This is a hugely important campaign and one I hope we can all get behind. I for one will do all I can to support it. We often say a society should be judged on how it cares for it’s most vulnerable – this report demonstrates that the answer is – at the moment – not that well.

* Linda Jack is a former youth worker and member of the party's Federal Policy Committee.

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This entry was posted in Op-eds.


  • Eddie Sammon 9th May '14 - 6:04pm

    Thanks for the article. I no longer have a bank account due to debt, so why don’t I like the sound of these proposals? It is not because I read Adam Smith one day and decided to be ideologically against the left, it is because I want to become self-reliant again and the left keeps making it more expensive to set up my old business. Once you are in business, the left still seems to constantly make it more difficult for you.

    I want to alleviate suffering, but the left needs to learn to love small business, then perhaps my ears will be more open.

    Best wishes

  • Richard Dean 9th May '14 - 9:26pm

    Realistically, there’ll always be some families in debt, no matter what practical proposals are implemented, because the goalposts will move – the posts for those in debt, because if credit is available there will be people who use it to the max without planning ahead, and the posts for those wishing to help.

    It might therefore help to put this debate in perspective if a realistic assessment could be included of the expected percentage or numbers of impossible-to-help families. Or if some form of cost could be established as a function of indebtedness – cost might include repayment of the present debt, assistant to stay out of debt, monitoring, etc.

  • We need a radical rethink of credit, its conversion into debt, and the permanent, crippling cost that imposes on people and businesses.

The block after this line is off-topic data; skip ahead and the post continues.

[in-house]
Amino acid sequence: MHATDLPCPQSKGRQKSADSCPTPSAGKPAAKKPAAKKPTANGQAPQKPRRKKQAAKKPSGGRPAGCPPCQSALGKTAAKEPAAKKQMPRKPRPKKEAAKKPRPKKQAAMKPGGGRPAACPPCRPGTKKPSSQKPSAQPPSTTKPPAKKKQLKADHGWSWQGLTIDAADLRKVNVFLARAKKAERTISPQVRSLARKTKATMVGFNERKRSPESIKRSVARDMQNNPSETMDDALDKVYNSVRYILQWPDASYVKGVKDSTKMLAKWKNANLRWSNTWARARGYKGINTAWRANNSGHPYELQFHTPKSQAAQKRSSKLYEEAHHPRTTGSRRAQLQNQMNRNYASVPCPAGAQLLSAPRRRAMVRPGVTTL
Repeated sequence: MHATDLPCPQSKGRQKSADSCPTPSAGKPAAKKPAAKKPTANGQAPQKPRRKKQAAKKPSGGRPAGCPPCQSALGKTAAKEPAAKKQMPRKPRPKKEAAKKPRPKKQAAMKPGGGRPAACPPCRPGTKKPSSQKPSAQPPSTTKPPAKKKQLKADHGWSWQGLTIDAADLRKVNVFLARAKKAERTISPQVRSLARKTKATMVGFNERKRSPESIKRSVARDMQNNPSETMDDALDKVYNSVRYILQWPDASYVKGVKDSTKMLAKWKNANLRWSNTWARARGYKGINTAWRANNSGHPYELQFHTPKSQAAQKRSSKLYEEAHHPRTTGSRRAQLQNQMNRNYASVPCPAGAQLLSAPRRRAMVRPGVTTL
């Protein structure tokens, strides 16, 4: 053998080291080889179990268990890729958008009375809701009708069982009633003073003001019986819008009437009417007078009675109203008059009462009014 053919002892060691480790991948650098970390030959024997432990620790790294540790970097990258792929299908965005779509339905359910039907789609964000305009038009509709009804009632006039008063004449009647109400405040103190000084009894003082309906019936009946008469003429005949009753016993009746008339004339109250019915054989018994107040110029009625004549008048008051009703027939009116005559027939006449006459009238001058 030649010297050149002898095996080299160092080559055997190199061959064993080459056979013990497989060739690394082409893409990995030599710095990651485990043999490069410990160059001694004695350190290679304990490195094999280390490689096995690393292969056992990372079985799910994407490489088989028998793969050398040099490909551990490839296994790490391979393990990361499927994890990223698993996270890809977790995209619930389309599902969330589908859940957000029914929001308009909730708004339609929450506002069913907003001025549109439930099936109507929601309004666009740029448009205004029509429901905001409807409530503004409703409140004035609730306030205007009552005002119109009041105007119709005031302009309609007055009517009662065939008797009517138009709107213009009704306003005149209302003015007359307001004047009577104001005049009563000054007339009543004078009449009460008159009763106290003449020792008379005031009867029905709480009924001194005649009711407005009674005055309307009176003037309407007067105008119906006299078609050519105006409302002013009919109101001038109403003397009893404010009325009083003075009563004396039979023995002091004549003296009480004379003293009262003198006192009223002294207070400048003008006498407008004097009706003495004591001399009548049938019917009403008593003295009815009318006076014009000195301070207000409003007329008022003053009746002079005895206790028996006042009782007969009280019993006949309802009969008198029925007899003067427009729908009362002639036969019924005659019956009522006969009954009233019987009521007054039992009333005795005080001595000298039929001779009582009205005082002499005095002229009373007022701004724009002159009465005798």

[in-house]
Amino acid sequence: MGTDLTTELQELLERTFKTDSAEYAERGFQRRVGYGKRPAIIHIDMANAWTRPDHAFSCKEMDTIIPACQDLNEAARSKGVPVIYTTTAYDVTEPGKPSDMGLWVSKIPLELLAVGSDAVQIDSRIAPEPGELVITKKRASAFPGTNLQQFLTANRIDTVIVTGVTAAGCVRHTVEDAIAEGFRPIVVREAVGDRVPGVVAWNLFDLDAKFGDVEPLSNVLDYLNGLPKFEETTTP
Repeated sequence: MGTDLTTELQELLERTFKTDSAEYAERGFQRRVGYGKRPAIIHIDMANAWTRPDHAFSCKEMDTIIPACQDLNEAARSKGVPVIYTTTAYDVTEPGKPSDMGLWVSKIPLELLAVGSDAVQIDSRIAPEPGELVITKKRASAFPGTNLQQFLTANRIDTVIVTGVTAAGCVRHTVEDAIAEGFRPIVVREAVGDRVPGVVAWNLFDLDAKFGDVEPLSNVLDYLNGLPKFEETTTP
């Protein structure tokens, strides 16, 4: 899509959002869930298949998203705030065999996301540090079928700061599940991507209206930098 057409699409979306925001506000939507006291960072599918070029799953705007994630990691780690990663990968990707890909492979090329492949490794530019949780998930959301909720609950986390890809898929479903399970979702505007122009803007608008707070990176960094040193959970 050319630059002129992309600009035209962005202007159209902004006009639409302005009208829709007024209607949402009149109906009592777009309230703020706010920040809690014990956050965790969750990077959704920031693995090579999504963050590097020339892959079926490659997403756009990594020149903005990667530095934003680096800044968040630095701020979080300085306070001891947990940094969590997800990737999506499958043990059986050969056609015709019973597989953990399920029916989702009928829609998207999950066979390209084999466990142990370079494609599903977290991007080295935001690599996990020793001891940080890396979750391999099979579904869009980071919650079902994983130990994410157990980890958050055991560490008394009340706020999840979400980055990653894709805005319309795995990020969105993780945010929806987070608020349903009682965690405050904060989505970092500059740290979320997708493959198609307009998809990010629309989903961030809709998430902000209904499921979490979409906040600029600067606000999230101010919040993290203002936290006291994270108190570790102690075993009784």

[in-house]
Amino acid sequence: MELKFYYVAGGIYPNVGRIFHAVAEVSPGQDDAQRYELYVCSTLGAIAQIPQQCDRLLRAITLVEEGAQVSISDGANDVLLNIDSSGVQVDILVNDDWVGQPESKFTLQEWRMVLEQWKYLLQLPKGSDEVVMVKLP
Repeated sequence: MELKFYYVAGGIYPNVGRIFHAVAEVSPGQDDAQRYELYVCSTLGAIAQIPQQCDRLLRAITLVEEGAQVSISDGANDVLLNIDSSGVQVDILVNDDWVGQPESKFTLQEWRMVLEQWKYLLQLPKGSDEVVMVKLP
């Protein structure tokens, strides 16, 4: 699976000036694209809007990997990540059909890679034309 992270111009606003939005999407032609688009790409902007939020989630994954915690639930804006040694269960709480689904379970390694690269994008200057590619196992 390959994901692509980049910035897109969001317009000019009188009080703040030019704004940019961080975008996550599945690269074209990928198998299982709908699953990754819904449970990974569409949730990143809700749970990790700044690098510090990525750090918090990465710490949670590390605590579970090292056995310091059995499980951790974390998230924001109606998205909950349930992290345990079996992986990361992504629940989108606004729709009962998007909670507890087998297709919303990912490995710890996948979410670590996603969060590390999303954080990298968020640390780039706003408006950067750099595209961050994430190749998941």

The ridiculous state of house prices is the only evidence you need.

    UK political parties are not paying serious thought to this terminal issue. Please stop messing around.

  • Helen Tedcastle

    “As Lib Dems we know that social policy has to be joined up, so plentiful and affordable social housing is essential as is a fair benefits system.”

    That should be: plentiful and affordable housing is essential

    The obsession with social housing distracts that it is an increase in availability and a fall in cost of all housing that is needed.

  • sg

    Credit is debt.

    Also it is not the availability of credit which has caused the insane cost of housing, it is the lack of supply. We need massive increases in building.

  • Eddie Sammon 10th May '14 - 10:34pm

    Psi, we usually agree, but if the availability of credit didn’t have an effect on housing then the big building companies wouldn’t be so afraid of a rate rise. The problem is too cheap credit as well as a lack of housing. I know the scare stories from the banks that if you raise interest rates they’ll pass it onto mortgages and if they don’t they’ll go into a death spiral, but I just think it needs to be tried. It’s bad taste when they are saying they are so skint yet paying massive bonuses.

  • Eddie Sammon 11th May '14 - 3:06pm

    Linda, my point is that being anti-business isn’t necessarily what people in debt want. They/we want to work ourselves out of it too. The barrage of consumer rights and regulatory fees help keep people in debt. I think you’ve got to talk about pro-work and pro business proposals too.


  • Eddie Sammon 11th May '14 - 3:09pm